The project

Our knowledge of ecology of migrants in their wintering grounds is extremely poor and severely hampers our ability to explain these declines and conserve this group of species. We lack even basic information about when birds arrive, the habitats they use and how they move around Africa.

The aim is to understand how Palearctic-African migrants use and move around the different vegetation zones found in West Africa, ranging from the semi-desert Sahelian region in Burkina Faso to the lush tropical rainforest in southern Ghana, and whether habitat change may impact them on their wintering grounds.

During the temperate winter of 2009/2010, using point count methodology and mist-netting, we recorded migrants along a degradation gradient at five different stations on a north-south transect. In 2010/2011 we plan to re-visit these sites as well as roving further afield to get a broader picture of migrant habitat use.

Wednesday 02/11/2011 Hilltop greenbul conundrum

Above photo: male red-bellied paradise flycatcher

Chris O: Today saw our last chance to catch a glimpse of a wood warbler before heading back to Accra to meet Chas ‘n’ Chris. Our best efforts with our limited number of nets saw no migrants, even with wood warbler song being played back. Whilst waiting we did however have quite a taxing time sorting out the greenbuls we caught. With almost all of those previously caught being confidently identified as little greenbul, the first two out of the net today looked different. One was a Cameroon sombre greenbul, and the other a yellow whiskered, the latter having been heard calling from the forest cover most days, but in the hand without the yellow whiskers not so easy to identify! Subsequent catches yielded more of each, and a few little greenbuls for comparison. We think we’ve got them nailed now!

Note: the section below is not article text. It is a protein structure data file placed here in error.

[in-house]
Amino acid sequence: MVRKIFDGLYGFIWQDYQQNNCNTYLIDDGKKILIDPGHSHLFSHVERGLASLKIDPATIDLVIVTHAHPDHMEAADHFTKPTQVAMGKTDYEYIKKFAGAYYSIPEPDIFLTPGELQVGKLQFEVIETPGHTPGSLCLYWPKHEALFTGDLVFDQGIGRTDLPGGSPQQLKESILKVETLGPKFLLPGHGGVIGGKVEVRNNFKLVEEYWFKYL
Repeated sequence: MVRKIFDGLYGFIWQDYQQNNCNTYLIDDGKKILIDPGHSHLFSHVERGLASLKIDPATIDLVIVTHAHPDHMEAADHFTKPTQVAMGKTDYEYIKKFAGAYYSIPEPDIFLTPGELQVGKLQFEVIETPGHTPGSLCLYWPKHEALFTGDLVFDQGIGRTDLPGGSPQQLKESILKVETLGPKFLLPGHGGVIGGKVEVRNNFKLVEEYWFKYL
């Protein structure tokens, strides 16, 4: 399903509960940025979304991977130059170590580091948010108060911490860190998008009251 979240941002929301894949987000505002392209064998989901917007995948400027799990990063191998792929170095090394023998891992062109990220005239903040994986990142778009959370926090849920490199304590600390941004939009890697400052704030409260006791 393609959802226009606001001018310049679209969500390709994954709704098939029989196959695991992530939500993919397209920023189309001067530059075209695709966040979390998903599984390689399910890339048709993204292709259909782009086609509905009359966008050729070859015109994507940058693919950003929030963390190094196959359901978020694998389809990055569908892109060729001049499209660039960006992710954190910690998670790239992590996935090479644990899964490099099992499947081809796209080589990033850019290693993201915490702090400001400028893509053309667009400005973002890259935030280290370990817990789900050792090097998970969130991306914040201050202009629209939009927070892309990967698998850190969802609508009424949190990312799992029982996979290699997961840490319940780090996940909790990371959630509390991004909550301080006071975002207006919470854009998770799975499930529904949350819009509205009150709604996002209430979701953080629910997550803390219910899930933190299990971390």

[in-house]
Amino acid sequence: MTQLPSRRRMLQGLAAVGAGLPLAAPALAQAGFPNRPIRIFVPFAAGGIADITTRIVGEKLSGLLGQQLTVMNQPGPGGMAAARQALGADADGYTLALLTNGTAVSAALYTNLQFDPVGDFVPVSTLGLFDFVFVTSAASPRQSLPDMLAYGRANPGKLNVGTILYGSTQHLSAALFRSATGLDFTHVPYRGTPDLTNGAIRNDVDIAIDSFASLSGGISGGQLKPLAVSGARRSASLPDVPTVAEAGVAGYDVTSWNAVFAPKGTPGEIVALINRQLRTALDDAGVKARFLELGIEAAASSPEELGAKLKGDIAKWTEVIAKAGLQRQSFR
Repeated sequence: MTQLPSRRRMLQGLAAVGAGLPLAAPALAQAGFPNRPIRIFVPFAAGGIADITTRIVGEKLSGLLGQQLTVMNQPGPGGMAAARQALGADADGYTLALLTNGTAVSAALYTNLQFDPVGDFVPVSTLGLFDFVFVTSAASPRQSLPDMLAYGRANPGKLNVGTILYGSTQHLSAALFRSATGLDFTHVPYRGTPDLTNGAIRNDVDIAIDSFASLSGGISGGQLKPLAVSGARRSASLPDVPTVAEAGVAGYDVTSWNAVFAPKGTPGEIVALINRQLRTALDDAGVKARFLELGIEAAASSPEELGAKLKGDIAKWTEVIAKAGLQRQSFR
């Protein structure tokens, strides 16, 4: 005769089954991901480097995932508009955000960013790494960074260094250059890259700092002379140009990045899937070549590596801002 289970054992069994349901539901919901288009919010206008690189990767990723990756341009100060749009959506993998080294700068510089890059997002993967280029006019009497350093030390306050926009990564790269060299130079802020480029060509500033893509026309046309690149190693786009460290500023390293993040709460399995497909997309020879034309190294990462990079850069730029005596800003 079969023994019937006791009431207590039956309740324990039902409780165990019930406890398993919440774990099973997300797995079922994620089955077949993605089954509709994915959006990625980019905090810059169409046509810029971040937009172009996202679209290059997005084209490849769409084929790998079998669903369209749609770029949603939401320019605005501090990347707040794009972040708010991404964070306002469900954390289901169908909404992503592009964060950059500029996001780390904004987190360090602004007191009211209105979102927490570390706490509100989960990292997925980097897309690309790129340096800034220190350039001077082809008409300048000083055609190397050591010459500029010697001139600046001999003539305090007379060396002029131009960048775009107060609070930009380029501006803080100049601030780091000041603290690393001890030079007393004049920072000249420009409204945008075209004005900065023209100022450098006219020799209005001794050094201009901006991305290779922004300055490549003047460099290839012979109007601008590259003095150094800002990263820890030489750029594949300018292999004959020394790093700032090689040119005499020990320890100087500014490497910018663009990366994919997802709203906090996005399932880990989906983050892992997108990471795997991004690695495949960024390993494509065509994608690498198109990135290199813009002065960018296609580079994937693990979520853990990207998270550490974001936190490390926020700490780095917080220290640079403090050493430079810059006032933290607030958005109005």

Above photo: Nick Japheth and Bee waiting for more birds

Above photo: Cameroon sombre (left) and juvenile yellow whiskered greenbuls

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